try and catch

We have already used try and catch a few times, but now I will explain what is going on. A computer always executes statements one after another and it tracks the path to the actual statement. If an error occurs, the computer immediately quits the execution at the statement that caused the error and goes backwards along the track to find a place that can handle the error. Sooner or later we will end up in your application, either at a sound code line or at a logical mistake somewhere. Anyway, if there was no exception handling the application would quit, and in older days on Windows, the system would go corrupt and a blue screen would slam you in the face. But not necessarily in Java.

Whenever you come to a code line or a block of code that might raise an exception, you simply encompass that code with a try block. That is simply as it sounds. You will try to do this and if everything works fine, then smile. If anything goes wrong, the execution will stop at that point, nothing more within the scope of the try block will be executed. In Java the JVM immediately heads to the end of the try block.

Directly after the try block there must be a catch block. This block will usually have some code to execute, but that is not necessary as we have seen in former installments. Simple applications that are more like toys than for professional use may do nothing, or very little, but sooner or later you will have to make a try to correct the situation.

The catch block can tell different types of exceptions apart and hence you may have several catch blocks in a row. For example, look at IOException, it is subclassed by several other exceptions, which ObjectStreamException is subclassed from as well. Depending on which exception that was raised you want to resort to different backup plans, so you use several catch blocks. If so, start with the most descriptive ones, that are the lowest classes in the hierarchy. Among them, the most commonly hit exceptions should be first, to gain some CPU time as after the first one is found no more catch blocks will be searched for. At the bottom you may catch the most general one, Exception, as kind of a default catcher that catches the errors that slipped through so far.

After an exception is raised there is no easy way to start over. How you will solve the situation depends heavily on the circumstances and I will avoid any tips at this point. Mainly you will not call the actual method from itself, as a recursive call. You have to see to it that a perfect rollback is performed, if necessary. Have you written to a file, is there stuff that you must erase? Have you put text to a text area that is now outdated? Often it is a good idea to signal an error occurred and then have the application go on from that point, but as I said, there are many situations, and you have to examine yours.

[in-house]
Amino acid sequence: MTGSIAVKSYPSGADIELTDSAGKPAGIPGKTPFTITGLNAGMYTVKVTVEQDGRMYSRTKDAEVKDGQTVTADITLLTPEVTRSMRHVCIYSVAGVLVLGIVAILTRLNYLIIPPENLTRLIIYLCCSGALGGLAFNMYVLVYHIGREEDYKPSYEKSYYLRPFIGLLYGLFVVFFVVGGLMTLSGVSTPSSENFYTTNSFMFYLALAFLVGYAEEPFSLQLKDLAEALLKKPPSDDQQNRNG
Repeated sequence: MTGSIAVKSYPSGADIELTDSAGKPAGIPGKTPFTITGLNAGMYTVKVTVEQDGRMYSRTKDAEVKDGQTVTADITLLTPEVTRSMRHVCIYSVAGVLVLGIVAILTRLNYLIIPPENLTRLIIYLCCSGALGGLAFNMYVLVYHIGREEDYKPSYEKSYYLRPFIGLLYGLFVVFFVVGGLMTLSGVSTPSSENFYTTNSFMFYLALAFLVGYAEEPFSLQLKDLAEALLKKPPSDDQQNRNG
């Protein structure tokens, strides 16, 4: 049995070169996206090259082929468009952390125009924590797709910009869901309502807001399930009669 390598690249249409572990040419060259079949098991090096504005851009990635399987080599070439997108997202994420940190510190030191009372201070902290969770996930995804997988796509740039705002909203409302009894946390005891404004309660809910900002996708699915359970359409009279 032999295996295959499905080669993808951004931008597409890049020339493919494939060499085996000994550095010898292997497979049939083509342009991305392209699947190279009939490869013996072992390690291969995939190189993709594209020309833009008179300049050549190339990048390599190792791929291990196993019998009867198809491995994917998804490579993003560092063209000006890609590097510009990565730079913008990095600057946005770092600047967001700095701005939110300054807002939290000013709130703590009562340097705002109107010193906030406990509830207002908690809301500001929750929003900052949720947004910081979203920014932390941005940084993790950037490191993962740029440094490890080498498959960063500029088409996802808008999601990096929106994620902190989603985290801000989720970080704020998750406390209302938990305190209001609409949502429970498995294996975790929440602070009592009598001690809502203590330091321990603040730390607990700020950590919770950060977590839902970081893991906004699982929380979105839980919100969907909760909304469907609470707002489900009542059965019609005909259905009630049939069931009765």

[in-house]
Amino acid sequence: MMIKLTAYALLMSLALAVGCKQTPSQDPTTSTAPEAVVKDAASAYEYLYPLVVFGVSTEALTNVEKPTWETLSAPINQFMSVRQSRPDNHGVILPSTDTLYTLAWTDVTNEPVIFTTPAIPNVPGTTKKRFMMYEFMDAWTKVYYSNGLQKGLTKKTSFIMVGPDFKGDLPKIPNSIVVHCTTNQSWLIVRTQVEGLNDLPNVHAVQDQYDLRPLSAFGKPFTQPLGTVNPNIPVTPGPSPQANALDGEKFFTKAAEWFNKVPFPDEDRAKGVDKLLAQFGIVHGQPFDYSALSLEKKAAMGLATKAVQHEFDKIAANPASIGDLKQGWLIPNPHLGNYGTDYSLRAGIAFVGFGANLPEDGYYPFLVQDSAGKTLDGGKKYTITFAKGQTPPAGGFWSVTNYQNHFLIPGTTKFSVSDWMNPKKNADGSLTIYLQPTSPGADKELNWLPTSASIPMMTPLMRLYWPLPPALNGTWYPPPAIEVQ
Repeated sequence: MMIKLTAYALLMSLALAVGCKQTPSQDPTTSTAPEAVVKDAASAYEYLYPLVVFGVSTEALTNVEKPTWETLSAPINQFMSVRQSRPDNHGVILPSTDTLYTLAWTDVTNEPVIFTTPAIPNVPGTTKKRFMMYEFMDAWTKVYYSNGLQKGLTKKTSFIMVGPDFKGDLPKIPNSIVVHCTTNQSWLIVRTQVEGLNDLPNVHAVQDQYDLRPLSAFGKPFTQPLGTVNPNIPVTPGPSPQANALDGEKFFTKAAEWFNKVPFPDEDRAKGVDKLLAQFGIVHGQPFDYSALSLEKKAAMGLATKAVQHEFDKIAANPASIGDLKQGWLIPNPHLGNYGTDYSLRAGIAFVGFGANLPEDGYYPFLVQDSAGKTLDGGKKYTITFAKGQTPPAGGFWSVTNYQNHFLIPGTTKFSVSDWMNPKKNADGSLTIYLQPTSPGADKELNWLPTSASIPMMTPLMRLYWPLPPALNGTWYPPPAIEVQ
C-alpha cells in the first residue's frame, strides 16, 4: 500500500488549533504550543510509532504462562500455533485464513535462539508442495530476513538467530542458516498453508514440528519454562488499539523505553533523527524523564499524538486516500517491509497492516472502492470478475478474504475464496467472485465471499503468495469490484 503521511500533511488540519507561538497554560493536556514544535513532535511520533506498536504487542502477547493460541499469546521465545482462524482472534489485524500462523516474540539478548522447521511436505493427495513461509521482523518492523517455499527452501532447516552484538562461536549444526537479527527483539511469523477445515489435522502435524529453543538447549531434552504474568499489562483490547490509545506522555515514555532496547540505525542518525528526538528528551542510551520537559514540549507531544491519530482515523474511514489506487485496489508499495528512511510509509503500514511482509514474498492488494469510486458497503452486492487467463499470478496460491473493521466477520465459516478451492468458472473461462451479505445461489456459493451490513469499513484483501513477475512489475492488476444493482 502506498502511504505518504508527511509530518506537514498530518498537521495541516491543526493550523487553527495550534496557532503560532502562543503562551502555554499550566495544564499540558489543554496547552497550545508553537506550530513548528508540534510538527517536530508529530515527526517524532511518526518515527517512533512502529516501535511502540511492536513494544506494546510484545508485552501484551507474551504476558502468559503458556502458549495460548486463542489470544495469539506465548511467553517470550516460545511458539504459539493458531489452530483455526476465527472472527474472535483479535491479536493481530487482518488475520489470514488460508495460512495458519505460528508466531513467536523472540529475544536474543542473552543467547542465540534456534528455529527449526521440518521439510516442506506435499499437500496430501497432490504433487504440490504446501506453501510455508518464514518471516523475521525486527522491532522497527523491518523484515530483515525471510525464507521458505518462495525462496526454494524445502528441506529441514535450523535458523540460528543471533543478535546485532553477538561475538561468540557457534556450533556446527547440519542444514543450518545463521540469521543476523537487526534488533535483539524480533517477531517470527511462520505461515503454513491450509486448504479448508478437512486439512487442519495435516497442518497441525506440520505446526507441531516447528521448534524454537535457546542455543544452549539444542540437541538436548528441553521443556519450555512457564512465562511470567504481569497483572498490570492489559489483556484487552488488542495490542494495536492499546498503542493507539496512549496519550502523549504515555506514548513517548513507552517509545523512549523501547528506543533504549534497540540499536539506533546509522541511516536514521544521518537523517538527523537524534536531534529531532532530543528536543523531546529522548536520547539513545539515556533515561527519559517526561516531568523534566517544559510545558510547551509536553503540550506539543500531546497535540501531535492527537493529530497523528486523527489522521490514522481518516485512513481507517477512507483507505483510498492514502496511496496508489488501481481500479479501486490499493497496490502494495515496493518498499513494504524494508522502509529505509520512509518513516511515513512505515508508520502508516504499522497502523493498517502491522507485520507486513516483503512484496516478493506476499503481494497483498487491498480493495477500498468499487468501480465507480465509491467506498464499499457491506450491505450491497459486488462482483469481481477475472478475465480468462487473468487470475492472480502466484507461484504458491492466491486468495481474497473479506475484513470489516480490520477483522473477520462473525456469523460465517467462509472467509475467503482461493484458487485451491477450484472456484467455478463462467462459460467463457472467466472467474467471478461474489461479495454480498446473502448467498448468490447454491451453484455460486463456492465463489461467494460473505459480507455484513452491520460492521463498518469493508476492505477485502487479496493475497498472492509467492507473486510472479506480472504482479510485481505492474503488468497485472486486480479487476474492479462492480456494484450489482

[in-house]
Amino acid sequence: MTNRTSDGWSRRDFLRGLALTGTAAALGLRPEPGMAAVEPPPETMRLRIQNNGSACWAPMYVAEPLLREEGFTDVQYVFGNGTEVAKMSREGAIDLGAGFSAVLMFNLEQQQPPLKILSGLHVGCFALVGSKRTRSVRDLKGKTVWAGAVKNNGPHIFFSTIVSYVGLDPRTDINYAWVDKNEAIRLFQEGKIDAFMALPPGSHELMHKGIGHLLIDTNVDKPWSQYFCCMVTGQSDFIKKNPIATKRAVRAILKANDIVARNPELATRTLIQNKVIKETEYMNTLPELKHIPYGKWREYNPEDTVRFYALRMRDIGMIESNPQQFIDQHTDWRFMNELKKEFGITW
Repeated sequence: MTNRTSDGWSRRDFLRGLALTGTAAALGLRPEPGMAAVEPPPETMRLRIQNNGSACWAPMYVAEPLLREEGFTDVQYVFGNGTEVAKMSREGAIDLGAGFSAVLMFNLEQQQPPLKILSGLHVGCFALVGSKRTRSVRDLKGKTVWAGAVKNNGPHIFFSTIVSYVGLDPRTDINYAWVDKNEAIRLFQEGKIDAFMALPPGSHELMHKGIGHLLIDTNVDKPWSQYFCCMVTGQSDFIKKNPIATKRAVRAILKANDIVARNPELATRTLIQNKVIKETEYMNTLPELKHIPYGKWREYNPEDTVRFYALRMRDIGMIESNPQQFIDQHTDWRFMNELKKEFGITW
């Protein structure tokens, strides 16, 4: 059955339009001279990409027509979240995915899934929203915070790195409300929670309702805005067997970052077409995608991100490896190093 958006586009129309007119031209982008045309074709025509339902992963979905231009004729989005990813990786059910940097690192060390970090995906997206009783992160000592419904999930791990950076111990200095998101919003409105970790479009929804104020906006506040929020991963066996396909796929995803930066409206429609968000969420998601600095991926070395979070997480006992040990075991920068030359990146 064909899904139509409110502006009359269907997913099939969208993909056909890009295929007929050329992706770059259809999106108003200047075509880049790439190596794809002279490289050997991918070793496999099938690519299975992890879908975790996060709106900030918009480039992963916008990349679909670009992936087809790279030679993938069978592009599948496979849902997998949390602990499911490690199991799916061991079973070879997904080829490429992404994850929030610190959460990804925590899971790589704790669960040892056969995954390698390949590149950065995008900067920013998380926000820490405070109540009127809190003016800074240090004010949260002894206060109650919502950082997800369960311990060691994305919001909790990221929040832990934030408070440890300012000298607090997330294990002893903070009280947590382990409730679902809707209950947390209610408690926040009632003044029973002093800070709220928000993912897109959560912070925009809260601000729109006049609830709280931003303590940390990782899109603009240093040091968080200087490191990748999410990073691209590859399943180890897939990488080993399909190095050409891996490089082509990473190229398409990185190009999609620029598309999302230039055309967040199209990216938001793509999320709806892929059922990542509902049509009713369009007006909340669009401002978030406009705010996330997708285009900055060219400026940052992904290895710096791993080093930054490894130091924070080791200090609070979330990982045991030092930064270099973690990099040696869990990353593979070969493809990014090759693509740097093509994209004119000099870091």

As we have seen so far we have found three advantages with Java exception handling:

  1. It is easy to separate error handling code from your regular code.
  2. You can easily propagate exceptions "upwards" to a main method capable of dealing with errors, simply add throws XxxException to your method head, were Xxx is the type of, or family of, exception that method may throw.
  3. Grouping errors and differentiate between them becomes easy, using one try block followed by several catch blocks.
Java is elegant in that it gives you a way to develop code fast and efficiently that will be less prone to errors, and when errors do occur, you may easily take care of them.


There is another thing you can use if you want to, the finally clause. Many programmers do not see the need for it, perhaps since C++ does not have this feature. Most of the time there will be a few lines you always would like to do, no matter what happened within the scope of the try block. For example, in a try block you read from a stream, and maybe at the same time you add to a database. Both actions can go wrong for any reason, but you know that regardless of the outcome of your code you will have to close the stream. Then you can put that action within a finally block and it will be done in any case. You can only have one finally block, immediately following the last catch block. For example

Example of try / catch / catch / finally

Mastering exception handling is an art in itself and no one will do it perfect the first time. Although I have seen many mistakes and many, ahem, not that smart implementations, I will take a few words to explain my view of this topic, well aware there are other opinions as well.

Quite a few methods of the JDK throw exceptions, checked or unchecked, RuntimeException or not. Catch the exception objects and do something intelligent within your code.

You do not necessarily have to test everything, for null pointers as an example, if there will be a RuntimeException thrown by the JVM, catch that instead.